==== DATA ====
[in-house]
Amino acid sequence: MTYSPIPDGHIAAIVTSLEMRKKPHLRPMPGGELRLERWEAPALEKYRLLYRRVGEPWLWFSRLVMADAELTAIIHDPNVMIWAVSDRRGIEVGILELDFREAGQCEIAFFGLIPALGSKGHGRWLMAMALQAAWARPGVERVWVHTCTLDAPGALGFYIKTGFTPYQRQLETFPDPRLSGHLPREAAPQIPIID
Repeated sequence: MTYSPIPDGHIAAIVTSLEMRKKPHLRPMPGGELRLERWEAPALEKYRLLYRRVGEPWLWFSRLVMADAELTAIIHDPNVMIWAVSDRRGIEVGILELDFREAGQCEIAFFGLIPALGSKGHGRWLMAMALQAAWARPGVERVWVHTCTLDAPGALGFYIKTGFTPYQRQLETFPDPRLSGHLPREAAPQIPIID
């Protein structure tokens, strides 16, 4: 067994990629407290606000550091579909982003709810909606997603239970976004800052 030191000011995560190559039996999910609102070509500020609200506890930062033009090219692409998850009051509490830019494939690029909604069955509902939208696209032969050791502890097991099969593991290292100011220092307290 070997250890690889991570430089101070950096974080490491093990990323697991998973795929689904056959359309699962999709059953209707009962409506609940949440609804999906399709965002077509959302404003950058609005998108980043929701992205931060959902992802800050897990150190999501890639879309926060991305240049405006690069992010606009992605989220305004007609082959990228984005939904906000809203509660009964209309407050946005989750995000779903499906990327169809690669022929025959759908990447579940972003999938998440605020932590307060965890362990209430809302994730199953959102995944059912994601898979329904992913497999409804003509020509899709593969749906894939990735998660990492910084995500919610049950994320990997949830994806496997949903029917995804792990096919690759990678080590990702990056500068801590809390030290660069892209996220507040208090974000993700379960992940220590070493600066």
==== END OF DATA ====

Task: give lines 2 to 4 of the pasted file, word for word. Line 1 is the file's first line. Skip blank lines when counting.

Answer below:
Amino acid sequence: MTYSPIPDGHIAAIVTSLEMRKKPHLRPMPGGELRLERWEAPALEKYRLLYRRVGEPWLWFSRLVMADAELTAIIHDPNVMIWAVSDRRGIEVGILELDFREAGQCEIAFFGLIPALGSKGHGRWLMAMALQAAWARPGVERVWVHTCTLDAPGALGFYIKTGFTPYQRQLETFPDPRLSGHLPREAAPQIPIID
Repeated sequence: MTYSPIPDGHIAAIVTSLEMRKKPHLRPMPGGELRLERWEAPALEKYRLLYRRVGEPWLWFSRLVMADAELTAIIHDPNVMIWAVSDRRGIEVGILELDFREAGQCEIAFFGLIPALGSKGHGRWLMAMALQAAWARPGVERVWVHTCTLDAPGALGFYIKTGFTPYQRQLETFPDPRLSGHLPREAAPQIPIID
């Protein structure tokens, strides 16, 4: 067994990629407290606000550091579909982003709810909606997603239970976004800052 030191000011995560190559039996999910609102070509500020609200506890930062033009090219692409998850009051509490830019494939690029909604069955509902939208696209032969050791502890097991099969593991290292100011220092307290 070997250890690889991570430089101070950096974080490491093990990323697991998973795929689904056959359309699962999709059953209707009962409506609940949440609804999906399709965002077509959302404003950058609005998108980043929701992205931060959902992802800050897990150190999501890639879309926060991305240049405006690069992010606009992605989220305004007609082959990228984005939904906000809203509660009964209309407050946005989750995000779903499906990327169809690669022929025959759908990447579940972003999938998440605020932590307060965890362990209430809302994730199953959102995944059912994601898979329904992913497999409804003509020509899709593969749906894939990735998660990492910084995500919610049950994320990997949830994806496997949903029917995804792990096919690759990678080590990702990056500068801590809390030290660069892209996220507040208090974000993700379960992940220590070493600066």